The Market Abuse Regulation became law on 3 July 2016 replacing the previous Market Abuse Directive across the EU. For more information about the impact in the UK, see our client briefing note, here.

Despite the Regulation having direct effect, it relies on a number of subordinate texts and guidance. In addition, UK laws and regulations have had to be amended so as to be consistent with it.

EU legislation and guidance

The primary legislation is contained in Regulation 596/2014 (the Regulation or MAR). However, this is supplemented by a number of delegated acts (secondary level legislation), most of which take the form of Technical Standards. These have been made avaialble in phases since the Regulation itself was published. Most have now been published and became law on 3 July 2016 together with the Regulation. To see the current state of play as regards MAR Technical Standards (and to access copies of them), click here.

Despite most Technical Standards now being available, important guidance remains available only in draft format. Primarily, this concerns the guidance that the European Securities and Markets Authority (ESMA) is tasked with publishing in respect of persons receiving market soundings, and the legitimate interests of issuers when delaying disclosure of inside information and when such delay may mislead the public. To see the drafts, click here.

Shortly before the Regulation became law, it was amended via two separate Regulations - 2016/1033 and 2016/1011. The first of these postpones the date on which certain MAR provisions come into force. The provisions are those relating to organised trading facilities (OTFs), small and medium-sized enterprise (SME) growth markets, and emission allowances or auctioned products based on them. As these concepts are derived from MIFID II, the parts of the Regulation that refer to them will not become law until the date that MIFID II comes into effect. This was recently delayed from 3 January 2017 to 3 January 2018. MAR has therefore been amended to reflect this.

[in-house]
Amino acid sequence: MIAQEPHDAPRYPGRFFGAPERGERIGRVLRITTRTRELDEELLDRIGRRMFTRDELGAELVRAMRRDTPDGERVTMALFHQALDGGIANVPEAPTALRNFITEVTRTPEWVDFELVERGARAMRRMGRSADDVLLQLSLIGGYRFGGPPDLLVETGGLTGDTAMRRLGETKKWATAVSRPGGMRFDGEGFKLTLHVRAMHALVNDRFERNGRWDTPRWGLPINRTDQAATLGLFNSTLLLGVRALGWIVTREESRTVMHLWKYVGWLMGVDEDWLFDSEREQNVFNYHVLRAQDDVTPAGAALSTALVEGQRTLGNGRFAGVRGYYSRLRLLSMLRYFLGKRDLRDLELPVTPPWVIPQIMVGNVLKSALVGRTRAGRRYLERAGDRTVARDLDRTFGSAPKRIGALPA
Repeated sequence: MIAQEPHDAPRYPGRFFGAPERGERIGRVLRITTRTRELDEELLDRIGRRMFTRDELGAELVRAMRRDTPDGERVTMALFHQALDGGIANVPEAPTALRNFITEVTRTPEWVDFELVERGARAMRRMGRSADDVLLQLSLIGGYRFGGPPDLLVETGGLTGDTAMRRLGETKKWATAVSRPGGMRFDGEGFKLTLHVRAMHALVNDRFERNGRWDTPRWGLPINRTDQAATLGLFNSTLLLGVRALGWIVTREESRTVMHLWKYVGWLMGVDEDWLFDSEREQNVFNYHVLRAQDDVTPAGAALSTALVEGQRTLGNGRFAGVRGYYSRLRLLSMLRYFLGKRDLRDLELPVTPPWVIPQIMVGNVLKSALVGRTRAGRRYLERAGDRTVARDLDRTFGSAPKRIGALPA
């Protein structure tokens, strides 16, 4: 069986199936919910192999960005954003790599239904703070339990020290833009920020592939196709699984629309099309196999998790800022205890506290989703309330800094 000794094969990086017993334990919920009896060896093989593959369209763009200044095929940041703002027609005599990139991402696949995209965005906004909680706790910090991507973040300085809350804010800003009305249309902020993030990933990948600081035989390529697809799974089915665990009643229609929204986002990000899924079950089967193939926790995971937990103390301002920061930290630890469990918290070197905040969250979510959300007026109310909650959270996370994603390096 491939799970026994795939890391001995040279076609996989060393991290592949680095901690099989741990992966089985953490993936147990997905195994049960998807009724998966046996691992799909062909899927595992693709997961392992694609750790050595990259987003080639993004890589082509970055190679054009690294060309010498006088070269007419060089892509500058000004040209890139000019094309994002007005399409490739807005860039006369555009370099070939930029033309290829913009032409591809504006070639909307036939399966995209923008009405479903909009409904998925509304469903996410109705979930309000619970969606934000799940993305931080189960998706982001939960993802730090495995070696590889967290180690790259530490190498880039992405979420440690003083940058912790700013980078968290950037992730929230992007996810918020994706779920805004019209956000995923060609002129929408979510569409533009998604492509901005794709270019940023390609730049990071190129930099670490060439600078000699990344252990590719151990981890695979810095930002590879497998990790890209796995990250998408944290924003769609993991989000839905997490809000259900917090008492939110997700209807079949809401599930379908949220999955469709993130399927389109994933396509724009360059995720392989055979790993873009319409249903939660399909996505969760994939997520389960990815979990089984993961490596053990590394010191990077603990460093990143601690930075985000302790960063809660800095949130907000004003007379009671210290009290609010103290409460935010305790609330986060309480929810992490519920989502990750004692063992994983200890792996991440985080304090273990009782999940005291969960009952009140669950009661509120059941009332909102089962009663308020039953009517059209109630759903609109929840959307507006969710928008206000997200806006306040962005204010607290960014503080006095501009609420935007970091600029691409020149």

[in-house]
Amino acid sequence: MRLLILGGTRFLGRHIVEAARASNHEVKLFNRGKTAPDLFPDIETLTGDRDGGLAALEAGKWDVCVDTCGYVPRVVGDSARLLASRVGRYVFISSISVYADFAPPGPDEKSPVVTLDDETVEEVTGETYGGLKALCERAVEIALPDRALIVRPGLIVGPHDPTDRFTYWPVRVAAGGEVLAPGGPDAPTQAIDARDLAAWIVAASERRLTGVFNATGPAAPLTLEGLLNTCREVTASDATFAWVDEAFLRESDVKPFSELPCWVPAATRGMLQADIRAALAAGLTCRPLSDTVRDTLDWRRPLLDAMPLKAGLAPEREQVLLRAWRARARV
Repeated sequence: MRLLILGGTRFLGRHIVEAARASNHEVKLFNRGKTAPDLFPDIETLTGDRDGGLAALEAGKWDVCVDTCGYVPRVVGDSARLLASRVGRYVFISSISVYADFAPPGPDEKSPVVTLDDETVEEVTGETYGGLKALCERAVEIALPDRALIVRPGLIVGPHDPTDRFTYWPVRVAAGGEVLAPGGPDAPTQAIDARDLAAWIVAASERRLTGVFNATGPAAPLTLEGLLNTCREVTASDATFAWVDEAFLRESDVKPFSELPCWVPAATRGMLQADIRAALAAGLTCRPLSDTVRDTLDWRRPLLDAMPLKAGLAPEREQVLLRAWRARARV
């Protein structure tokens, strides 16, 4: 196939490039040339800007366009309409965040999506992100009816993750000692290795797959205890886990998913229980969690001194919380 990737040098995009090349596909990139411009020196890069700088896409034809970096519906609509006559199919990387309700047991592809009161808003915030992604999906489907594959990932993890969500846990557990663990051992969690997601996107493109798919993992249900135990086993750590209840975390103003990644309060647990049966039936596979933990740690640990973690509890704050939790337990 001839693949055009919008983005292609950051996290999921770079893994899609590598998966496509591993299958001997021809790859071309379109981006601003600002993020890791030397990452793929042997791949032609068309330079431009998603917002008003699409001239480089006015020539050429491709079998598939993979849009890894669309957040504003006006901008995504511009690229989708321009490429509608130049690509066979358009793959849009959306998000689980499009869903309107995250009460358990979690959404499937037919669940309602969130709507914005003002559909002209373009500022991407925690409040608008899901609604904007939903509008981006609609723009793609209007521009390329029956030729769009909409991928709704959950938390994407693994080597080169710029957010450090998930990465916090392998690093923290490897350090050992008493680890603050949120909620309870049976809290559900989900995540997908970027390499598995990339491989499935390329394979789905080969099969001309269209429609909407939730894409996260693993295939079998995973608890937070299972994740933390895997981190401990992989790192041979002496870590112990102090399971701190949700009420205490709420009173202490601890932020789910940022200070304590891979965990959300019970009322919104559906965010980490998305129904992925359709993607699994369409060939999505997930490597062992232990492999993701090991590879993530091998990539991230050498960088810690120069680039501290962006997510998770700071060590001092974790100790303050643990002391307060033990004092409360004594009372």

The second regulation relates to indices used as benchmarks in financial instruments and financial contracts or to measure the performance of investment funds and also amends, amongst other things, MAR - primarily Article 19 (manager's transactions). The amendment creates certain exceptions to the PDMR reporting obligation in respect of financial instruments linked to shares or debt instruments of the issuer.

UK laws and regulations

As MAR is an EU Regulation it has direct effect in each EU member state. Therefore, except in a very few instances where member states were permitted some flexibility, the UK did not need to enact or amend legislation to implement it. Nonetheless, in order to ensure that the UK's laws and regulations did not conflict with MAR, they had to be reviewed and amended.

On 30 June 2016, the Financial Services and Markets Act 2000 (Market Abuse) Regulations 2016 were published. Primarily, these:

  • designate the FCA as the competent authority in the UK for the purposes of MAR;
  • repeal the provisions in the Financial Services and Markets Act 2000 (“FSMA”) implementing the previous regime, which are mostly found in Part 6 (official listing) and 8 (penalties for market abuse) of FSMA;
  • amend FSMA and other UK legislation to create the new supervisory, investigative and sanctioning powers required by MAR and ensure that UK legislation is compatible with MAR; and
  • confer new duties on the FCA with regard to the reporting of contraventions contained in MAR.

From a regulatory perspective, both the FCA Handbook and AIM rules for companies have been amended to ensure compatibility with MAR. To see an updated copy of the Handbook, click here, and for the AIM rules, click here.

A key change in respect of the FCA Handbook is the deletion of the Model Code. As part of its review of the Handbook, the FCA originally proposed replacing the Model Code with guidance for companies to use when creating internal procedures for persons discharging managerial responsibilities (PDMRs) applying for clearance to deal. However, on reflection, the FCA concluded that implementing this proposal would be unnecessarily onerous on issuers and PDMRs and would not provide the legal certainty needed by stakeholders. As a consequence, the FCA decided that the Model Code would be deleted and it therefore no longer forms part of the FCA Handbook. Nonetheless, the FCA noted that it would support development of industry-led codes of best practice, and, on 24 June 2016, a specimen dealing code and policy was published jointly by ICSA, the Quoted Companies Alliance (QCA), and the GC100 – to obtain a copy, click here.

The FCA's knowledge base is also being updated. The sixteenth edition of Primary Market Bulletin (PMB 16) focuses on the FCA's consultation on proposed amendments to, and deletions of, various Technical Notes that are necessary due to the changes introduced under MAR. It also contains the FCA's clarificatory statement that, subject to any conflicting view from ESMA, it will treat an announcement of preliminary results as ending a closed period under MAR. To see a copy of PMB 16, click here.